The photo above shows trace fossils that record the travels of two trilobites. Trilobites are an extinct group of marine invertebrate animals, resembling horse-shoe crabs, that flourished for 100s of millions of years in the Paleozoic Era (540-250 mya). The tracks the animal left are known as the trace fossil, Cruziana. It appears that one traveled from the right side of the photo, the other from the left, until they met in the middle where they rested for a while. At the center of the photo are resting traces known as Rusophycus. Perhaps they became friends or maybe they were even more than friends? It is Valentine’s Day. Their traces are preserved in the Atoka Formation of west-central Arkansas.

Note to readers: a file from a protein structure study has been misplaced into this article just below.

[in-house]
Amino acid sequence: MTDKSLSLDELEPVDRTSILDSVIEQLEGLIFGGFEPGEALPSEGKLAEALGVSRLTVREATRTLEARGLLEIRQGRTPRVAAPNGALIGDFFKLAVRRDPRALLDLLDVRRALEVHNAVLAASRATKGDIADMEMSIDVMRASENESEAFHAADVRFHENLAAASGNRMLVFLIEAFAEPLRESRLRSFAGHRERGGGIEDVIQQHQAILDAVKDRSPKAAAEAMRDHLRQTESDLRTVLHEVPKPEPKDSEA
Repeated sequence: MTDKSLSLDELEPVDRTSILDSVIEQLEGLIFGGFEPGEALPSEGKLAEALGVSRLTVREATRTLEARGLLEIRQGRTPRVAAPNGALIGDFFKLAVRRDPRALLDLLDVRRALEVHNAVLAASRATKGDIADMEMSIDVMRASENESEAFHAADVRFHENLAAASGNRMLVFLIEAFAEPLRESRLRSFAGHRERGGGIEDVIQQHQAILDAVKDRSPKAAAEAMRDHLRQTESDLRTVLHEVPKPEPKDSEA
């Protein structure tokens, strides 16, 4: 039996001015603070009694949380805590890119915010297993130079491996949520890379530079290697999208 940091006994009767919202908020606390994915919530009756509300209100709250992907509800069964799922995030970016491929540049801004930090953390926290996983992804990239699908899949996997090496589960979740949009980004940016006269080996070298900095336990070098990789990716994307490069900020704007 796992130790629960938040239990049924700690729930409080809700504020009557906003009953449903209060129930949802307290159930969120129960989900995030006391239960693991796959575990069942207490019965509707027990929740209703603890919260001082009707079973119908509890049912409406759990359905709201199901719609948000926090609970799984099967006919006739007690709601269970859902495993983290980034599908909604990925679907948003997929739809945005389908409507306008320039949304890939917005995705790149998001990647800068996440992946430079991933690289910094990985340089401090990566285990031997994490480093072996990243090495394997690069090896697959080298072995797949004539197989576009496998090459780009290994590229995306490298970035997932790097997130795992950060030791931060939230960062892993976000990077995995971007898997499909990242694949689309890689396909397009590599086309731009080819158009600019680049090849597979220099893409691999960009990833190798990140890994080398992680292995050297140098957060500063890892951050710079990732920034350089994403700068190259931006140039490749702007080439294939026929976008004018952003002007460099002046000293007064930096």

A tempestite, like the one pictured, is a rock composed of debris deposited by a storm. It’s mostly a sandstone but also contains various fossils, pebbles, and other clasts that were picked up and tossed about by the waves.
Waves are generated as wind energy is transferred to water. Naturally, during a storm, waves are bigger and more energetic. This increased energy allows the waves to pick up, and in some cases rip up, various relatively large clasts and fossils and transport them. The large elongate fossil above is an extinct squid-like creature known as a conical nautiloid. Other marine fossils in this sample include gastropods, and crinoids. It also contains plant material.
The presence of tempestites in a rock outcrop indicate the area was a shallow marine environment when those rocks were being deposited. This sample was collected in Northwest Arkansas from the Pennsylvanian Prairie Grove Member of the Hale Formation.